- I haven’t tried a complete no-kill approach. My first pass was pretty non-lethal. I opted for drugging/choking out guards, simply because it’s quieter, less messy, and more predictable. You choke a guy, he passes out. Dart him, he passes out. Shoot him? Maybe he dies, maybe not. If he doesn’t, you’re in for a fight with him and anyone else who might be around. Still, when my stealth failed, I did wind up occasionally killing people.
- One thing about a non-lethal approach: there really aren’t a lot of different tools to use. You can choke dudes unconscious, or sleep-dart them, but that’s the only way to take people out without killing them.
- Well, that’s not exactly true: you can sneak past them altogether. Which is probably your best option for non-lethal: just don’t even try to take anyone down, because even if you safely knock someone out, you’ve got an unconscious body to deal with, which is problematic. Sometimes, there just aren’t enough tall bookshelves to hide bodies on:
- See, subduing an enemy is only half of it. That’s the easy half. The other half is, to make sure they don’t die after they’re unconscious. It’s damn tricky. For instance:
- I shot a sleep dart into a guy, and he toppled off a roof, landed on his head, and died.
- I choked a dude out, tried to lay him on top of a tall bookcase, he slipped off, and died. Another guy, I tried placing him at the top of some stairs and he tumbled down, dead.
- One guy spotted me on a balcony, and started swinging his sword. I just held up my sword to block him — just block him — and he staggered back, off balance, and went flying off the balcony and into the water below. Dead.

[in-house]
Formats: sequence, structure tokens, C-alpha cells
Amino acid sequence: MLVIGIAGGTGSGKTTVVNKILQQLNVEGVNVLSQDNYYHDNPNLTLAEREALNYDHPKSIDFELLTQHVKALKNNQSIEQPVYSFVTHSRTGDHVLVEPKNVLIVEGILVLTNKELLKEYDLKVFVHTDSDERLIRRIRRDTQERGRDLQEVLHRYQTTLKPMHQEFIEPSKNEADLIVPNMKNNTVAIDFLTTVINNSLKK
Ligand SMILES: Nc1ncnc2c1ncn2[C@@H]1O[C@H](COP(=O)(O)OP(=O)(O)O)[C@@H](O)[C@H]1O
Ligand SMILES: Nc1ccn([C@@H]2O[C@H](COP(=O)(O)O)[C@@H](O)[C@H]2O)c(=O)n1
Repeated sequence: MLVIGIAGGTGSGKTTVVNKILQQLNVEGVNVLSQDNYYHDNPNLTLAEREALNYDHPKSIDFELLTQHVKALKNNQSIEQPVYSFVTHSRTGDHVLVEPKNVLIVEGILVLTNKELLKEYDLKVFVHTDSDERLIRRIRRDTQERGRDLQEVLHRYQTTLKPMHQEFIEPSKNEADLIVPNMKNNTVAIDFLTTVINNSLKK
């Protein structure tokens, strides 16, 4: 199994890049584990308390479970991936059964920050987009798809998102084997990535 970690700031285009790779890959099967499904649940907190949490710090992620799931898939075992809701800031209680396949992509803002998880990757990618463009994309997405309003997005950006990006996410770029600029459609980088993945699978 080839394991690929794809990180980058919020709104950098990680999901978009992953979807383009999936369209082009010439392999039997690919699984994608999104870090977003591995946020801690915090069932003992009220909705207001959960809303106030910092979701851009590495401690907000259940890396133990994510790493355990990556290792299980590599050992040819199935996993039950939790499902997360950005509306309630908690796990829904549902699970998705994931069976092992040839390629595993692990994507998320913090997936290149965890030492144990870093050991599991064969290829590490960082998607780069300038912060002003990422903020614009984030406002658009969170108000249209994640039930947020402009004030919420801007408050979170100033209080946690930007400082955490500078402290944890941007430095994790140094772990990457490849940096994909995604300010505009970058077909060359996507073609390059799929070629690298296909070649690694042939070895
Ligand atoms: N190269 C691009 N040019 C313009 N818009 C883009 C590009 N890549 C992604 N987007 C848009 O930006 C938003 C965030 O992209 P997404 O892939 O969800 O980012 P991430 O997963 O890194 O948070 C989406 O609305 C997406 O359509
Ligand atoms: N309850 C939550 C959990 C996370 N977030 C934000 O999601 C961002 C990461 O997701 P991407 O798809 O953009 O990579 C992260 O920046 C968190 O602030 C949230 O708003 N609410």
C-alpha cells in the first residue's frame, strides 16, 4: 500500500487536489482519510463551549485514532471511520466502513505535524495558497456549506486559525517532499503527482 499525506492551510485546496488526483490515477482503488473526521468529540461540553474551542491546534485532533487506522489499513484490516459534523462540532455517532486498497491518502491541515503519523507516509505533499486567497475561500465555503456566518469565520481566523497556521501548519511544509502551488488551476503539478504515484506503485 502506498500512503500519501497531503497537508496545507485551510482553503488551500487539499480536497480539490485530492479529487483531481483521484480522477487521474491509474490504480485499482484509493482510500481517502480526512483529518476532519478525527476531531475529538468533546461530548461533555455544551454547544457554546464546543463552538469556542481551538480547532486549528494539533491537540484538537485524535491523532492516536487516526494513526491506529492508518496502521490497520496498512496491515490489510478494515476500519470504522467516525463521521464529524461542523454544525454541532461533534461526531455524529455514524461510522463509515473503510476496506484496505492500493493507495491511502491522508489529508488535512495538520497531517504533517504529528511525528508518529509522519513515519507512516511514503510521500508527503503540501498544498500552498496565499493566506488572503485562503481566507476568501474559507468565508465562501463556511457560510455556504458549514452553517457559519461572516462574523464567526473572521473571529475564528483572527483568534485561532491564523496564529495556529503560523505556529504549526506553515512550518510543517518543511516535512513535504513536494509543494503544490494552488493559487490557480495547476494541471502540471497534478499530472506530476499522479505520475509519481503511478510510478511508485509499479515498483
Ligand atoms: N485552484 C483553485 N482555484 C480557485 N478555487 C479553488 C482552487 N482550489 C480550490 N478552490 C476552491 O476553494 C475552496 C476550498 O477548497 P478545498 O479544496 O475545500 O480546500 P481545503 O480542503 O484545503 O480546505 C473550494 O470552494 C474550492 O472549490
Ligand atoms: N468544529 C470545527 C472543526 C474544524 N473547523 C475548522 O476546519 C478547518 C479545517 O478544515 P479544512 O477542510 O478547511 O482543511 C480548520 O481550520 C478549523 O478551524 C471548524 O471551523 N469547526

- I had three guys stowed under a staircase, unconscious. A swarm of rats ran over and messily ate them: obviously, they died (and rats will eat unconscious dudes — I’ve heard people say they won’t, but they do, trust me).
- I darted a dude on a beach, carried him away, and laid him down. I immediately noticed he was laying down in about three inches of water, I scooped him back up, but he was already dead, presumably of drowning.
- I gave a maid a heart attack. I have no idea how. I’d cleared out a building of guards and was walking around. The maid saw me and was sort of defensively crouching. I simply walked over to her to see if she had a key that I could lift off her. I had NO INTENTION OF HARMING HER. I did NOTHING VIOLENT. But as I walked away, she let out a gasp and flopped over. Dead. I don’t know what could have happened. Did I bump into her as I walked, and this somehow killed her? Did she just have a Victorian stroke? No idea. But it was weird.
- Unconscious dudes snore. Snoring can attract curious guards. Curious guards get alarmed. Alarmed guards are harder to quietly deal with. If you’re going non-lethal, for reals, just bypass as many people as you can.